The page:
Cognitive and Emotional Predictors of Female Sexual Dysfunctions: Preliminary Findings
Department of Education and Psychology, University of Trás-os-Montes e Alto Douro, Vila Real, Portugal.Journal of Sex and Marital Therapy (Impact Factor: 1.27). 02/2008; 34(4):325-42. DOI: 10.1080/00926230802096358
The influence of cognitive and emotional variables on specific female sexual dysfunctions was investigated. A total of 207 women (160 without sexual problems and 47 with a Diagnostic and Statistical Manual of Mental Disorders (DSM-IV) diagnosis of sexual dysfunction) answered a set of questionnaires assessing cognitive and emotional variables (cognitive schemas activated in sexual context - Questionnaire of Cognitive Schema Activation in Sexual Context (QCSASC); sexual beliefs - Sexual Dysfunctional Beliefs Questionnaire (SDBQ); automatic thoughts and emotions presented during sexual activity - Sexual Modes Questionnaire (SMQ)); and sexual functioning (Female Sexual Function Index (FSFI)). Results indicated that most women with sexual dysfunction activate incompetence schemas when facing unsuccessful sexual situations. Additionally, lack of erotic thoughts and increased attentional focus on failure and disengagement thoughts during sexual activity were also common in the clinical sample. Besides these common factors, results showed that some specific cognitive and emotional factors are associated with different clinical presentations. Sexual conservative beliefs seem to be closely related to hypoactive sexual desire and to a certain extent to arousal difficulties in women. Body image beliefs and automatic thoughts focusing on self-body appearance seem to be strongly associated with orgasmic disorder. Regarding emotions, fear was one of the best predictors of vaginismus, whereas sadness, disillusion, guilt, and lack of pleasure and satisfaction were closely associated to hypoactive sexual desire. Overall, these findings may contribute to the discussion regarding the treatment strategies used for the different female sexual dysfunctions.
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- "Moreover, women with sexual problems activated significantly more cognitive schemas of Difference/loneliness, Incompetence, and Undesirability/ rejection, compared with sexually healthy controls. These findings were also in line with previous data (Nobre and Pinto-Gouveia 2008, 2009b; Oliveira and Nobre 2013). Among women, sexual orientation also presented a significant main effect, indicating that lesbian women activated significantly more cognitive schemas of Difference/ loneliness, Helpless, and Undesirability/rejection schemas, Table 3 Cognitive schemas activated in sexual context as a function of group, sexual orientation, and group 9 sexual orientation for male sample (N = 148) "
ABSTRACT: The role of cognitive schemas on sexual functioning has been studied in samples of heterosexual men and women. However, there are no published studies on the impact of cognitive schemas on sexual functioning in gay men or lesbian women. The current study analyzed the differences in cognitive schemas associated with negative sexual events in a sample of heterosexual and homosexual men and women, with and without sexual problems. A total of 168 women and 148 men completed a web-survey. Participants answered questions about self-perceived sexual problems, and completed the Questionnaire of Cognitive Schemas Activated in Sexual Context (QCSASC). Results for men and women were analyzed in separate MANOVAs (sexual problems x sexual orientation). Men with sexual problems scored significantly higher in negative cognitive schemas when facing an adverse sexual episode compared with sexually healthy men, regardless of sexual orientation. Women with sexual problems also scored significantly higher in Undesirability/rejection, Incompetence, and Difference/loneliness schemas when compared women without sexual problems, regardless of sexual orientation. Also, sexual orientation was also found to have a significant effect among women, with lesbian women activating significantly more Undesirability/rejection, Difference/loneliness, and Helpless schemas, than heterosexual women. Overall, findings suggest that, despite some specific patterns particularly in lesbian women, the role of cognitive schemas on sexual functioning is very similar in heterosexual and homosexual men and women. These results highlight the core role of cognitive factors on sexual problems in gay men and lesbian women.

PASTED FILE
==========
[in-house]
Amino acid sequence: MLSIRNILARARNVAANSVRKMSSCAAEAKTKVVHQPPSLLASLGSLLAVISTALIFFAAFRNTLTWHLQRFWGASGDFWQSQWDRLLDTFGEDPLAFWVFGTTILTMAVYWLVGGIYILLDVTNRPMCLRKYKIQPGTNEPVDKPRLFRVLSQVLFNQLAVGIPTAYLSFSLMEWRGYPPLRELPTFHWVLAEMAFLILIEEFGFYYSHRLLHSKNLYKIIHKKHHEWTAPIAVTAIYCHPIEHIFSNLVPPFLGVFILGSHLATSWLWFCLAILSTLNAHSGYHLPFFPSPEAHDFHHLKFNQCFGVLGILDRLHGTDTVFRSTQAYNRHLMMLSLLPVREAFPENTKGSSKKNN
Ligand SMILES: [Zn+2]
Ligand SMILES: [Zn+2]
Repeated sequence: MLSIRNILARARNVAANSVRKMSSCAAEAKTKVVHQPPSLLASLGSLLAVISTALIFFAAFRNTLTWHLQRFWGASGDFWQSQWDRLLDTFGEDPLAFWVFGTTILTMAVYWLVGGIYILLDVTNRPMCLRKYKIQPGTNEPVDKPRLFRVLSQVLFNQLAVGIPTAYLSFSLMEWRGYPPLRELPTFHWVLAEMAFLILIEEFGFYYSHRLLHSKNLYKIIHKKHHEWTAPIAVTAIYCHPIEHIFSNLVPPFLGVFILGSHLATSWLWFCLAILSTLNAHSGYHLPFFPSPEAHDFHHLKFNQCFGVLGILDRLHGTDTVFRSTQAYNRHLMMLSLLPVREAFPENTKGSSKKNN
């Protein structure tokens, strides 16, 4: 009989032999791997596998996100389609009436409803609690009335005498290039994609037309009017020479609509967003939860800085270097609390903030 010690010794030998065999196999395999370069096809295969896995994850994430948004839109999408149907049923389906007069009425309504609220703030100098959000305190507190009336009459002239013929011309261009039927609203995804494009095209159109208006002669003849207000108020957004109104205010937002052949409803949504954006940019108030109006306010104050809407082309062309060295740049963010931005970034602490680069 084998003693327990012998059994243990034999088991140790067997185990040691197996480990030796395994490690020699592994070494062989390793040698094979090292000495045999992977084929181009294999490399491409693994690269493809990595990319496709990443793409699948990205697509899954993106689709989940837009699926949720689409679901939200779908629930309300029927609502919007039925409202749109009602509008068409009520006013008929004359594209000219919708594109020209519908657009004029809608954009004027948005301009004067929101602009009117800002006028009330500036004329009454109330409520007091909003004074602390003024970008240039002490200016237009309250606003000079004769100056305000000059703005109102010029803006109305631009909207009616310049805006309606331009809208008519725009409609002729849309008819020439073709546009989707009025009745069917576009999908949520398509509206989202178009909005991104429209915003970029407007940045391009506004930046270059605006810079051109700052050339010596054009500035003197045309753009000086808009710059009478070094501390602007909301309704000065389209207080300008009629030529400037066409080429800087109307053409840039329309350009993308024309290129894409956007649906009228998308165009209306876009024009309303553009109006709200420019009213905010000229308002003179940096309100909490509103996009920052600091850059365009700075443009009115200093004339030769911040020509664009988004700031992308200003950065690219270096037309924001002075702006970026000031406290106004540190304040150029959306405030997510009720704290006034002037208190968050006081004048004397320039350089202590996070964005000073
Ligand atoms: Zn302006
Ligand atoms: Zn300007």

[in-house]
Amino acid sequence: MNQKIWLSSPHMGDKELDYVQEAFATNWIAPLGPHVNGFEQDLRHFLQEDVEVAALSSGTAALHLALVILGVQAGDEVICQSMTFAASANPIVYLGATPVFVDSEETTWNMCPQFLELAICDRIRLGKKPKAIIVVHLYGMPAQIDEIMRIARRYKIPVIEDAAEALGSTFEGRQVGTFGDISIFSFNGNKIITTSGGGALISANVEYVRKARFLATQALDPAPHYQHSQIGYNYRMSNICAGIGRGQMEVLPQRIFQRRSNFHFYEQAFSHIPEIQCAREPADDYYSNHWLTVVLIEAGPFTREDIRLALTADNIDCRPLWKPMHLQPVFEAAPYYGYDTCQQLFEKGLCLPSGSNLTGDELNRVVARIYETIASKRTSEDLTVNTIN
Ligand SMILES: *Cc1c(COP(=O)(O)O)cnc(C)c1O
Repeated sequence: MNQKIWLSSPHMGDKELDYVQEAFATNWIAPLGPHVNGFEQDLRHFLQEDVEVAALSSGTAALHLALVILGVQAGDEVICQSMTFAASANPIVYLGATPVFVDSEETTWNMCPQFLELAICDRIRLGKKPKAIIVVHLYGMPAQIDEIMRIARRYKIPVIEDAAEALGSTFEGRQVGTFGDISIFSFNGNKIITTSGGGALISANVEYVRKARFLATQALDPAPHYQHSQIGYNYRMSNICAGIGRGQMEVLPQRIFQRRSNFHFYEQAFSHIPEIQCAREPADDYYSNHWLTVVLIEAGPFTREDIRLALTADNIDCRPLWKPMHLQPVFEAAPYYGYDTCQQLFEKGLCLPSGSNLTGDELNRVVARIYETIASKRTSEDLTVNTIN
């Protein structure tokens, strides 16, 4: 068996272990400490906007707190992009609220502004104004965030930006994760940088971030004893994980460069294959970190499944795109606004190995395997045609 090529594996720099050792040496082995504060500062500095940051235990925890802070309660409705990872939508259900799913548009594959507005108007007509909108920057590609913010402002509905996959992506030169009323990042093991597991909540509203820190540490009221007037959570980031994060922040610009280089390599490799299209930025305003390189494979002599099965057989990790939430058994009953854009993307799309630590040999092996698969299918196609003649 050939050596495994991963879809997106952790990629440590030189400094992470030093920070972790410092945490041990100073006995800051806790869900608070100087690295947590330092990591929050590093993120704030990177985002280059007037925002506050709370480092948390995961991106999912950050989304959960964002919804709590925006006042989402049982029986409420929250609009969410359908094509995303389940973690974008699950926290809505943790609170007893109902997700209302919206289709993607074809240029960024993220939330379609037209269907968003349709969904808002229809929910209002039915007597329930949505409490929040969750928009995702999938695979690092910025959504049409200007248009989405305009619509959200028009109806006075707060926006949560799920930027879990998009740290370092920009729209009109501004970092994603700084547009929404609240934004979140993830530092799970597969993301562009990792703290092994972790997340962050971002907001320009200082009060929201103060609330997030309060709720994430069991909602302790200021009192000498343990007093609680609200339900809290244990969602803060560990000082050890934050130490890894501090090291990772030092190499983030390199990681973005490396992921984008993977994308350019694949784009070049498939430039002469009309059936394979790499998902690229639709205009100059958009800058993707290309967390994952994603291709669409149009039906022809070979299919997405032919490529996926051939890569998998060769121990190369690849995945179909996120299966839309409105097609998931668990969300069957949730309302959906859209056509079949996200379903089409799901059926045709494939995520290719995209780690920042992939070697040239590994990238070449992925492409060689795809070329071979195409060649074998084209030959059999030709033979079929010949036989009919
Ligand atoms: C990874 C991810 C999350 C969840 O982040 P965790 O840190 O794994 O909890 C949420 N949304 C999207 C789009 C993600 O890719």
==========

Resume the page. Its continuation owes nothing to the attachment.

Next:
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ABSTRACT: The differences on sexual beliefs presented by men and women with sexual dysfunction and their sexually functional counterparts were investigated. A total of 488 participants (160 females and 232 males without sexual problems and 47 females and 49 males with a DSM-IV diagnosis of sexual dysfunction) answered the Sexual Dysfunctional Beliefs Questionnaire. Findings showed that, although effects have only reached statistical significance for the female group, both dysfunctional men and women endorsed more sexual dysfunctional beliefs than functional. Women presented significantly more age related beliefs (after menopause women loose their sexual desire, as women age, the pleasure they get from sex decreases) and body image beliefs (women who are not physically attractive cannot be sexually satisfied). Additionally, sexually dysfunctional males presented higher scores (not statistically significant) on 'macho' belief (a real man has sexual intercourse very often) and the beliefs about women satisfaction (the quality of the erection is what most satisfies women). Overall, findings support the idea that sexual beliefs may play a role as vulnerability factors for sexual dysfunction.
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